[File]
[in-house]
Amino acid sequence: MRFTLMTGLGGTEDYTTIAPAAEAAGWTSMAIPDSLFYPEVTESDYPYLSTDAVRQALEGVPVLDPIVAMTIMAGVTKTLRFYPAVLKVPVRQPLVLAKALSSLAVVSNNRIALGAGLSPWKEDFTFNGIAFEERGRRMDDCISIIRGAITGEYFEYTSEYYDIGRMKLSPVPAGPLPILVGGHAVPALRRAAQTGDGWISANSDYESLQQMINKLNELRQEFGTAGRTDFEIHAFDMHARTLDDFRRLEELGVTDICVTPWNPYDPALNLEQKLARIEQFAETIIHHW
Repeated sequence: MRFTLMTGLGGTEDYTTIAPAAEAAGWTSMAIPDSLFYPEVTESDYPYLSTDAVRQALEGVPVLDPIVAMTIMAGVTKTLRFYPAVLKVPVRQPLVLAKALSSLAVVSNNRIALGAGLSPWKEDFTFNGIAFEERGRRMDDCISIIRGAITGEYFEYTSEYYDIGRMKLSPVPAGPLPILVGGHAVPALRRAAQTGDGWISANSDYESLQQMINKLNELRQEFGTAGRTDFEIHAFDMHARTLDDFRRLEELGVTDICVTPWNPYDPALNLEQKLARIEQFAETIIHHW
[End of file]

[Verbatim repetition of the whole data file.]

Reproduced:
[in-house]
Amino acid sequence: MRFTLMTGLGGTEDYTTIAPAAEAAGWTSMAIPDSLFYPEVTESDYPYLSTDAVRQALEGVPVLDPIVAMTIMAGVTKTLRFYPAVLKVPVRQPLVLAKALSSLAVVSNNRIALGAGLSPWKEDFTFNGIAFEERGRRMDDCISIIRGAITGEYFEYTSEYYDIGRMKLSPVPAGPLPILVGGHAVPALRRAAQTGDGWISANSDYESLQQMINKLNELRQEFGTAGRTDFEIHAFDMHARTLDDFRRLEELGVTDICVTPWNPYDPALNLEQKLARIEQFAETIIHHW
Repeated sequence: MRFTLMTGLGGTEDYTTIAPAAEAAGWTSMAIPDSLFYPEVTESDYPYLSTDAVRQALEGVPVLDPIVAMTIMAGVTKTLRFYPAVLKVPVRQPLVLAKALSSLAVVSNNRIALGAGLSPWKEDFTFNGIAFEERGRRMDDCISIIRGAITGEYFEYTSEYYDIGRMKLSPVPAGPLPILVGGHAVPALRRAAQTGDGWISANSDYESLQQMINKLNELRQEFGTAGRTDFEIHAFDMHARTLDDFRRLEELGVTDICVTPWNPYDPALNLEQKLARIEQFAETIIHHW